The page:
U.S. Court Affirms FTC Authority to Enforce Data Breach Rules

 
 
By Wayne Rash  |  Posted 2015-08-24 Print this article Print
 
 
 
 
 
 
 
FTC Data Breach Ruling

NEWS ANALYSIS: The Philadelphia-based U.S. Third Circuit Court of Appeals finds that the Federal Trade Commission can sue Wyndham Hotels for lax security practices that led to a data breach.

In a decision that cites a litany of basic security blunders, the United States Third Circuit Court of Appeals unanimously found that the Federal Trade Commission has the authority to sue Wyndham Hotels for unfair cyber-security practices that, "taken together, unreasonably and unnecessarily exposed consumers' personal data to unauthorized access and theft."

The decision lists a series of network security practices that came to light after a trio of breaches in 2008 and 2009. The fundamental security blunders include storing payment data customer identifying information in clear, unencrypted text. The company, which uses point-of-sale terminals made by Micro Systems, then made all of the user names and passwords "micros."

The company's network was essentially wide open to attackers because Wyndham apparently didn't feel the need to use firewalls, properly update server and computer software, control what computers attached to the company network or change default user names and passwords.

Network security was so lax that the court observed that Wyndham was unable to tell for sure that it had been hacked and when the event became obvious (because its customers' identities and credit card information were being sold online) it was at a loss to figure out how it happened.

For its part, Wyndham was challenging the FTC's authority to punish it for its security failings. The FTC began enforcing security practices in 2005 in conjunction with its charter that it protect consumers. Since then, companies that have been found not to be in compliance with reasonable security practices have settled with the FTC, signed consent agreements and beefed up their security practices.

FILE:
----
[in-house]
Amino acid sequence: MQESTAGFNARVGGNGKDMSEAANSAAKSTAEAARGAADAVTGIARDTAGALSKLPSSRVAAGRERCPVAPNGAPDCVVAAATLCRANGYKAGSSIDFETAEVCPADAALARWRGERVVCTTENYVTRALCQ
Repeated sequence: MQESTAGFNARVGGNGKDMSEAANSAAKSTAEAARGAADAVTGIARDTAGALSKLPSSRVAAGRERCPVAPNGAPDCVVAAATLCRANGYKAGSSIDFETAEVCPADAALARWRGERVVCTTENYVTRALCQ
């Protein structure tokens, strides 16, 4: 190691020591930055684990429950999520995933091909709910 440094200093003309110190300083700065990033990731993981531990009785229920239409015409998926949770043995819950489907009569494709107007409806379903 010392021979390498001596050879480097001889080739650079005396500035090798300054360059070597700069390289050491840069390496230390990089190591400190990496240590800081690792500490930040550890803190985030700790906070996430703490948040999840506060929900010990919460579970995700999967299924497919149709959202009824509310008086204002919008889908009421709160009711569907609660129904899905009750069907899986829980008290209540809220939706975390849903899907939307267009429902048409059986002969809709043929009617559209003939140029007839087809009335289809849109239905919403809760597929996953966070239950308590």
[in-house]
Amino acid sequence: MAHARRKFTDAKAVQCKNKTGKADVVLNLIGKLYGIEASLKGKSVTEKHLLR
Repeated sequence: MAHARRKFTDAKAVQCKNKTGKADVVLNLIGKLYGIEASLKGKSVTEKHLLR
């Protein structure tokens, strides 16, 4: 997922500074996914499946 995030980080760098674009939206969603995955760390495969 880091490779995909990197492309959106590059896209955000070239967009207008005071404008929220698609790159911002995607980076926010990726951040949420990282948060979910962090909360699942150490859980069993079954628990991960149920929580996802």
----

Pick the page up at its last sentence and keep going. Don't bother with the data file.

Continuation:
Wyndham, however, decided to challenge the FTC through the courts using tactics that the court itself called "alarmist." Among other things, Wyndham argued that it was the victim of the hackers and that consumers weren't harmed. But the court's decision noted that it was clear that Wyndham customers' credit card numbers and their identities were stolen after the data breach.

The judges lapsed into Latin to ridicule some of the hotel chain's arguments. "Wyndham posits a reductio ad absurdum," or resorts to the absurd, when arguing that the FTC was exceeding its legal authority in regulating IT security standards.

The company argued that if the FTC's unfairness authority extends to Wyndham's conduct, then the FTC also has the authority to 'regulate the locks on hotel room doors, . . . to require every store in the land to post an armed guard at the door,'… and to sue supermarkets that are 'sloppy about sweeping up banana peels.'"

"The argument is alarmist to say the least. And it invites the tart retort that, were Wyndham a supermarket, leaving so many banana peels all over the place that 619,000 customers fall hardly suggests it should be immune from liability under §45(a)", which is the part of the U.S. code that prohibits unfair practices.



 
 
 
 
 
 
 
 
 
 
 
 
 

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